Recombinant SARS-CoV-2 D614G Spike, Active Trimer Protein CF New
Recombinant SARS-CoV-2 D614G Spike, Active Trimer Protein CF Summary
SARS-CoV-2 Spike Ectodomain - Trimeric Conformation
Val16-Lys1211 with a C-term His tag.
Stabilizing mutations K986P and V987P promote the prefusion conformation.
Two mutations, R682S and R685S, eliminate a Furin protease cleavage site.
For a complete list of Spike Proteins and other Coronavirus proteins
Val16-Lys1211 (Asp614Gly, Arg682Ser, Arg685Ser, Lys986Pro, Val987Pro), with a C-terminal His-tag
CF stands for Carrier Free (CF). We typically add Bovine Serum Albumin (BSA) as a carrier protein to our recombinant proteins. Adding a carrier protein enhances protein stability, increases shelf-life, and allows the recombinant protein to be stored at a more dilute concentration. The carrier free version does not contain BSA.
In general, we advise purchasing the recombinant protein with BSA for use in cell or tissue culture, or as an ELISA standard. In contrast, the carrier free protein is recommended for applications, in which the presence of BSA could interfere.
|Formulation||Lyophilized from a 0.2 μm filtered solution in PBS with Trehalose.|
|Reconstitution||Reconstitute at 500 μg/mL in PBS.|
|Shipping||The product is shipped at ambient temperature. Upon receipt, store it immediately at the temperature recommended below.|
|Stability & Storage:||Use a manual defrost freezer and avoid repeated freeze-thaw cycles.
Recombinant SARS-CoV-2 D614G Spike Active Trimer His-tag (Catalog # 10587-CV) binds Recombinant Human ACE-2 His-tag (933-ZN) in a functional ELISA.
2 μg/lane of Recombinant SARS-CoV-2 D614G Spike Active Trimer Protein (Catalog # 10587-CV) was resolved with SDS-PAGE under reducing (R) and non-reducing (NR) conditions and visualized by Coomassie® Blue staining, showing bands at 140-160 kDa.
SARS-CoV-2, which causes the global pandemic coronavirus disease 2019 (Covid-19), belongs to a family of viruses known as coronaviruses that are commonly comprised of four structural proteins: Spike protein (S), Envelope protein (E), Membrane protein (M), and Nucleocapsid protein (N) (1). SARS-CoV-2 Spike Protein (S Protein) is a glycoprotein that mediates membrane fusion and viral entry. The S protein is homotrimeric, with each ~180-kDa monomer consisting of two subunits, S1 and S2 (2). In SARS-CoV-2, as with most coronaviruses, proteolytic cleavage of the S protein into the S1 and S2 subunits is required for activation. The S1 subunit is focused on attachment of the protein to the host receptor while the S2 subunit is involved with cell fusion (3-5). A SARS-CoV-2 variant carrying the S protein amino acid (aa) change D614G has become the most prevalent form in the global pandemic and has been associated with greater infectivity and higher viral load (6,7). The S protein of SARS-CoV-2 shares 75% and 29% aa sequence identity with S protein of SARS-CoV-1 and MERS, respectively. The S Protein of the SARS-CoV-2 virus, like the SARS-CoV-1 counterpart, binds Angiotensin-Converting Enzyme 2 (ACE2), but with much higher affinity and faster binding kinetics through the receptor binding domain (RBD) located in the C-terminal region of S1 (8). Based on structural biology studies, the RBD can be oriented either in the up/standing or down/lying state with the up/standing state associated with higher pathogenicity (9). Polyclonal antibodies to the RBD of the SARS-CoV-2 protein have been shown to inhibit interaction with the ACE2 receptor, confirming RBD as an attractive target for vaccinations or antiviral therapy (10). It has been demonstrated that the S Protein can invade host cells through the CD147/EMMPRIN receptor and mediate membrane fusion (11, 12). While the SARS-CoV-2 D614G variant is currently the most prevalent form of the virus, the mechanism of action has not been identified (13).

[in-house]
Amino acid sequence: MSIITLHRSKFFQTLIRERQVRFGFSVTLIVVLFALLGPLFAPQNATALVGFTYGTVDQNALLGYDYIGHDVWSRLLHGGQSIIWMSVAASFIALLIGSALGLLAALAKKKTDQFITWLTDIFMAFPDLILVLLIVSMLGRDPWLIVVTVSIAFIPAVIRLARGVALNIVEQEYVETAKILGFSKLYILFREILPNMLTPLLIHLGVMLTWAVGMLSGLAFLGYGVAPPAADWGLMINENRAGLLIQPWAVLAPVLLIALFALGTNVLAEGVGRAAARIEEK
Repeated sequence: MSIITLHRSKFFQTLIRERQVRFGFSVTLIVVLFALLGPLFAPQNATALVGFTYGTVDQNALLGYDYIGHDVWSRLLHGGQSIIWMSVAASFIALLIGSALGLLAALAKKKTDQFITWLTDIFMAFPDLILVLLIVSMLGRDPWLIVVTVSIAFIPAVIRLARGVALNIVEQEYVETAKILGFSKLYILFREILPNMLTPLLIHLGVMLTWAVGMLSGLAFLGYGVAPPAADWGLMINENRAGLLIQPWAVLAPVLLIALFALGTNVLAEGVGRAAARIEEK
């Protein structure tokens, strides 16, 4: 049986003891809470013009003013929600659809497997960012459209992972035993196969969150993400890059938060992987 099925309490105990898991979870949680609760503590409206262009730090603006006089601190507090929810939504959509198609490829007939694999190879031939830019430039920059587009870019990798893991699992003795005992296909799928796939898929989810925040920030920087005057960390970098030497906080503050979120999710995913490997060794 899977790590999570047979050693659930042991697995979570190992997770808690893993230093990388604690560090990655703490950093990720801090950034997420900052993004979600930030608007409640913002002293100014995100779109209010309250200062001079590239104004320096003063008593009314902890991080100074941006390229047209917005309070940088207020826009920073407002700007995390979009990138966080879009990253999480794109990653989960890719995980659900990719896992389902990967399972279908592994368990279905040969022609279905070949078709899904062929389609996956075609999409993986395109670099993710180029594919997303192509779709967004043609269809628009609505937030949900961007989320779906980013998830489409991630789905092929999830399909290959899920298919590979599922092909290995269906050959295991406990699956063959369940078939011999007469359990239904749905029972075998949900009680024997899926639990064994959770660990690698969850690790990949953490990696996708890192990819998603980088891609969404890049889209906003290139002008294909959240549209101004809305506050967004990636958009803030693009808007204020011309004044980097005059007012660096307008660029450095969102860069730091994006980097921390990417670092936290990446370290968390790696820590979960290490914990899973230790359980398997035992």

- Wu, F. et al. (2020) Nature 579:265.
- Tortorici, M.A. and D. Veesler (2019). Adv. Virus Res. 105:93.
- Bosch, B.J. et al. (2003). J. Virol. 77:8801.
- Belouzard, S. et al. (2009) Proc. Natl. Acad. Sci. 106:5871.
- Millet, J.K. and G.R. Whittaker (2015) Virus Res. 202:120.
- Korber, et al. (2020) Cell 182, 812.
- Zhang, L. et al. (2020) bioRxiv https://www.biorxiv.org/content/10.1101/2020.06.12.148726v1.
- Ortega, J.T. et al. (2020) EXCLI J. 19:410.
- Yuan, Y. et al. (2017) Nat. Commun. 8:15092.
- Tai, W. et al. (2020) Cell. Mol. Immunol. https://doi.org/10.1016/j.it.2020.03.007.
- Wang, X. et al. (2020) https://doi.org/10.1038/s41423-020-0424-9.
- Wang, K. et al. (2020) bioRxiv https://www.biorxiv.org/content/10.1101/2020.03.14.988345v1.
- Isabel, et al. (2020) Sci Rep 10, 14031. https://doi.org/10.1038/s41598-020-70827-z.
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